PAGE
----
An important part of the computing paraphernalia, the QWERTY keyboard has been around for more than a century and is an important part of most of the work being done on computers and smartphone devices.
Right from writing an email to codes for a software and chatting with your friends on various messengers, keyboards are used for multitudes of purposes.
From typewriters to modern day PC and touch-based devices, QWERTY has always been the chosen layout.
If you think about it, half of the modern technology wouldn’t have existed if it weren’t for the programmes written with the help of keyboards.
Here are a few cool facts about keyboards.
Commands From Keyboards are Processed Faster than Those From a Mouse
Giving commands using the keyboard is faster than using your mouse, and this isn’t because pointing and clicking on something will take more time than keyboard strokes.
But because the operating system doesn’t have to process extra information like the coordinates of the pointer while executing a command inputted via a keyboard.
Other than that, operating systems can queue keyboard commands with ease as opposed to mouse commands which need a specific task to be on-screen for the user to be able to click it and the OS to process it.
Keystrokes Can be Tracked by Hackers
Hackers could be monitoring every key stroke that you make via Keylogger malware. If your device has been infected by a keylogger programme then your data, especially login credentials as well as credit/debit card and bank details are at risk.
In order to safeguard against Keyloggers, you can either use an Antilogging software or use a sandboxed browser which would protect you from remote keylogging attacks until it is executed via a plugged-in device.
There are More Efficient Keyboard Layouts than QWERTY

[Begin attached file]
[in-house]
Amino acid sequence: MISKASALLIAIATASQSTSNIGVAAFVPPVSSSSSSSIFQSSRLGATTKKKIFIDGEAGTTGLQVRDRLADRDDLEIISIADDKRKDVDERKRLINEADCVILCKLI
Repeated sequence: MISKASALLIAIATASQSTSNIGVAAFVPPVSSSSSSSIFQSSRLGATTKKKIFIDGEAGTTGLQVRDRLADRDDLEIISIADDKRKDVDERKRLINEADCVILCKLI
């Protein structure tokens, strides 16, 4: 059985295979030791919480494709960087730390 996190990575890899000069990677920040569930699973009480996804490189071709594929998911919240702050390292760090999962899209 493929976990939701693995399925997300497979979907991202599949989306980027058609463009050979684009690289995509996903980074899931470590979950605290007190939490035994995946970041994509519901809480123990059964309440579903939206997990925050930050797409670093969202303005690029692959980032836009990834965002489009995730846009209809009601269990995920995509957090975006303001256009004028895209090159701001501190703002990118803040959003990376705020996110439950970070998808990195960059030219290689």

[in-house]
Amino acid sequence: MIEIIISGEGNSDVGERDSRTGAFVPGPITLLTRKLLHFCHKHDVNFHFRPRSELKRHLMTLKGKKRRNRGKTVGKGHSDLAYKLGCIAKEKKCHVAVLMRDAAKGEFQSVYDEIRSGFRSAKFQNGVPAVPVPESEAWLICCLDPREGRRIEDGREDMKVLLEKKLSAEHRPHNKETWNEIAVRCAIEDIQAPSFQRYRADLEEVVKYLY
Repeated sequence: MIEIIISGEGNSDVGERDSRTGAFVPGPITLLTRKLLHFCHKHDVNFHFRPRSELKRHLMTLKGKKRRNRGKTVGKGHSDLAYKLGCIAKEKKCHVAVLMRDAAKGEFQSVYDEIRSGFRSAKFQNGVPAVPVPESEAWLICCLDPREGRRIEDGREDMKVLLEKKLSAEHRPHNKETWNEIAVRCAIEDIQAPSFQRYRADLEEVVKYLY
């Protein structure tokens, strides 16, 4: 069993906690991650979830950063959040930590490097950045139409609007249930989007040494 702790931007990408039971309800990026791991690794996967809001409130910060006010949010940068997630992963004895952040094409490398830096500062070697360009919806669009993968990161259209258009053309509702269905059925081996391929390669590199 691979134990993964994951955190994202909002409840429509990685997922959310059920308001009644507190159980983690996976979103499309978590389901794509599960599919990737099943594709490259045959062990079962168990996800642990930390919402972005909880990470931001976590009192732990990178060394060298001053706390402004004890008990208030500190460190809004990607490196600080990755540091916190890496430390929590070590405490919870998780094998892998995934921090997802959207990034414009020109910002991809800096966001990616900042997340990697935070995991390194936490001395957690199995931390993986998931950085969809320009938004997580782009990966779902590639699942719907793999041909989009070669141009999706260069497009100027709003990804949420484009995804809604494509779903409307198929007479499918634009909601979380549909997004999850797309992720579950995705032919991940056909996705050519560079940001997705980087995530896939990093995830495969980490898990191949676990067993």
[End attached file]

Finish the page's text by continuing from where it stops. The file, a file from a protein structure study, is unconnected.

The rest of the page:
QWERTY has been in use for more than a century but lately, its application in the current world is questioned as other keyboard layouts, which apparently stress your fingers less while typing, are available in the market.
Makers of Colemak and Dvorak keyboard layouts have claimed that fingers travel lesser on their respective keyboards, while the user also gains typing speed and as a result, there is a reduction in the muscle tear caused.
Using Colemak or Dvorak isn’t feasible because that would require training a person completely — and even changing the muscle memory in most cases.
Almost the entire world uses QWERTY and even though Colemak and Dvorak might be healthier options, their adaptability in the current situation is a long shot.
Mystery Bumps on the F and J Keys
Have you even noticed that a majority of the QWERTY keyboards have a slight bump on the F and J keys — a short horizontal line.
These bumps are made for ease of use for typists. If you place your left-hand index finger on F and right-hand index finger on J, then either of your thumbs will rest on the space bar and the remaining three fingers will cover the ‘A S D’ and ‘K L .’ keys.
This helps in the recognition of the keys in dark, or if you’re looking at the screen while typing.
Every 10000 Words Typed = 1 Mile Travelled by the Fingers
According to this website, every 10000 words typed by a user on a QWERTY keyboard is equivalent to his fingers having travelled 1 mile. The algorithm used to determine this isn’t foolproof, as the distance also depends on variable factors such as a person’s typing style and skill.
Colemak and Dvorak keyboards make the fingers travel less in the same amount of words, according to the findings of the same website.
Keyboards are Filthier than Toilets
Keyboards are one of the most unhygienic things that we touch every day — yes, even filthier than our toilet bowls.
They aren’t just filthy by nature, but mostly because people are in the habit of neglecting their own hygiene while using a keyboard.
People don’t mind using their keyboard without cleaning it every once in a while or even cleaning their own hands before using one — resulting in a lot of debris accumulating on the keyboard base as well as the smudge on keys.
Do you know any other fun facts? Let us know in the comments down below.
Last updated on 03 February, 2022
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